# Examples of how to calculate speed

## Speed concept

In the field of Physics, the concept of “Speed” is defined as the vector magnitude – that is, it has a length and an orientation – by which the distance that an object or person travels in a given time is expressed.

It is universally expressed with the letter V capital, while its measurement is usually measured in meters per second, based on the International System of Units. It should also be clarified that this measure should never be confused with Acceleration.

To better explain this last point, it is necessary to clarify the speed refers to the rate of change of the position that has a specific object in a given unit of time, while acceleration refers to the rate of change that experiences the speed by unit of time.

## Formula for calculating average vector speed

Clarifying the previous point, we then have that the universally recognized physical formula to calculate the speed at which a specific object travels a certain distance, is to divide that distance into the time it took to travel, having the velocity formula responds to the following equation:

Where “V” refers to speed; “d” at the distance traveled by the object in question and “t” the time this object took to travel that distance.

## Formula for calculating vector speed on trajectory

However, this latter formula serves only to calculate what is known in Physics as the average vector velocity, that is, the velocity achieved by an object during a linear path. However, when the path or path followed by the object does not correspond to a line, but changed direction several times, it is said to be then a Medium Speed over Path, which has a different formula to be calculated.

In this sense, the universal formula for calculating the average speed on trajectory would be developed on the basis of dividing the sum of the distances of each vector by the total time spent by the object in traveling these distances, resulting in the next Equation:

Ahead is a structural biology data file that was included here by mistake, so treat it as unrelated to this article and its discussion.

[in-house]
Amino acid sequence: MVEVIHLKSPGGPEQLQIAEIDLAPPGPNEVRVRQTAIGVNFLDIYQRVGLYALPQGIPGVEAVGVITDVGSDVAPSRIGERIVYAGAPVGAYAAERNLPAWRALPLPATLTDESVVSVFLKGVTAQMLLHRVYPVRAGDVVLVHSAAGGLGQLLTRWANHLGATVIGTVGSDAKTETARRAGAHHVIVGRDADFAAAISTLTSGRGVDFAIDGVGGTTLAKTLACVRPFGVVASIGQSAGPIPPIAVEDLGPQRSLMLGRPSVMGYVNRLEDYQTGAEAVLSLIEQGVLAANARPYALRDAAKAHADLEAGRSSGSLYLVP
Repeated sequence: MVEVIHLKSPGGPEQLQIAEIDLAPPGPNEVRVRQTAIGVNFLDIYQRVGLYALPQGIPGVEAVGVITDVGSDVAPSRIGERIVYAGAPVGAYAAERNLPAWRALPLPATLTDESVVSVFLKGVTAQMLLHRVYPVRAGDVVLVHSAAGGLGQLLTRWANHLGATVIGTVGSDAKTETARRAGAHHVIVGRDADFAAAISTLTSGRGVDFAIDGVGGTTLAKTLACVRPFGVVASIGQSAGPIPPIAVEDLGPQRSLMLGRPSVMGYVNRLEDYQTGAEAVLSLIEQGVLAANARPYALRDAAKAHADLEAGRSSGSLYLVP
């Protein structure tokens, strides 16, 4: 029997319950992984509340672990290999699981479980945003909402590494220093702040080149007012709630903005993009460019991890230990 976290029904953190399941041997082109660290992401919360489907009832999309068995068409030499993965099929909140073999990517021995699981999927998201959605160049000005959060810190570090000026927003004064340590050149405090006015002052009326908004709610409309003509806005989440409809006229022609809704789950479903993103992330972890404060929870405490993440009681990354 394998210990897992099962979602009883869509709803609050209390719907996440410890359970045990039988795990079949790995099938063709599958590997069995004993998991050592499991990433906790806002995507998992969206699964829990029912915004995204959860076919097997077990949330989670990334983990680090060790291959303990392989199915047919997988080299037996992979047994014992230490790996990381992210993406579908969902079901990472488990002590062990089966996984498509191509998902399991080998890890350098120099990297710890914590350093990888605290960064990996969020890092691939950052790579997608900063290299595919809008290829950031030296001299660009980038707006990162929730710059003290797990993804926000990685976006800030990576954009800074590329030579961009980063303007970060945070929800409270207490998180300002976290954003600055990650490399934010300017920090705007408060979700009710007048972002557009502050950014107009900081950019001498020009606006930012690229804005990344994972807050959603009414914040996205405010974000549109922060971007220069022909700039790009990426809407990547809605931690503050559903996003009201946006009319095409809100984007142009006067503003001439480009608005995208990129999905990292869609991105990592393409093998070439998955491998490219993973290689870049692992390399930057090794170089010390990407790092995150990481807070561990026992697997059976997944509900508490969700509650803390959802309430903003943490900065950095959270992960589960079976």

In which “V” represents the speed; “d1”, “d2”, “d3” and “d4” are the distances that the object has traveled in each of the displacement vectors; and “t” is the total time spent by the object in traveling these distances.

## Examples of how to calculate speed

Below we will give some examples of physical problems, where you should clear the Formula of Speed, having only two of the variants:

Exercise 1: A car covers a total of 172 km, between the city of Caracas and Valencia, taking a total of 3 hours. At what average speed did the car travel during its journey?

1.- To solve this exercise we must as a first step consider our formula, as well as specify the information with which it is counted, in order to identify what is the variable to clear.

2.- Then as a first step, we decide that the formula that we should use is the one that serves to calculate the average vector speed, because they tell us of a single distance. So we will use the following formula:

3.- Then we will proceed to see what data we have:

• v=x
• d=172 km
• t=3 hours

4.- Having seen this, clearly “V” is the variable to be cleared. Then we will proceed to divide 172 km between three hours:

5.- We have then that the average speed of the car, during the route of 172 Km, in which it used 3 hours was 57.33 km/h. It should be clarified that while speed must be expressed in meters per second, this being its universal unit, it is sometimes expressed in higher measures such as Km/h to simplify its notation.

Exercise 2: A motorbike advances on the motorway at a speed of 80 km/h, for a total of 4 and a half hours. Calculate what the distance traveled by the bike was.

1.- As with the previous exercise, it is a question of calculating a variable circumscribed to the mean vector speed, as it is a straight-line offset. So the formula to be used will be:

2.- We must immediately check what data we have, so that we know what the variable will be to clear:

• v= 80 km/h
• d= x
• t=4.5 h

3.- In this case, “d” is cleared, multiplying the variable “v” by the variable “t”. It means:

4.- Applying then the above formula we have to:

5.- In this way we have that the bike managed to travel a total of 360 km, at a speed of 80 km/h, for 4.5 h.

Exercise 3: A bus travels a total distance of 800 kilometers at an average speed of 70 km/h. How long did it take to complete the journey?

1.- As in the other two examples, having a single distance, we are faced with a calculation of average vector speed, so we will use the formula:

2.- We must also confront the information we have, in order to identify the variable to be cleared:

•  v =70 km/h
•  d=800 km
•  t=x

3.- In this sense we have that the unknown to be cleared is “t”, which is calculated by dividing the distance “d” by the speed “v”, then obtaining the following formula:

4.- In this sense then we will proceed to calculate the unknown “t”:

5.- Having then that the bus took a total of 11.4 hours to travel 800 kilometers, at a speed of 70 km/h.

Examples of how to calculate speed
Source: Education
September 18, 2019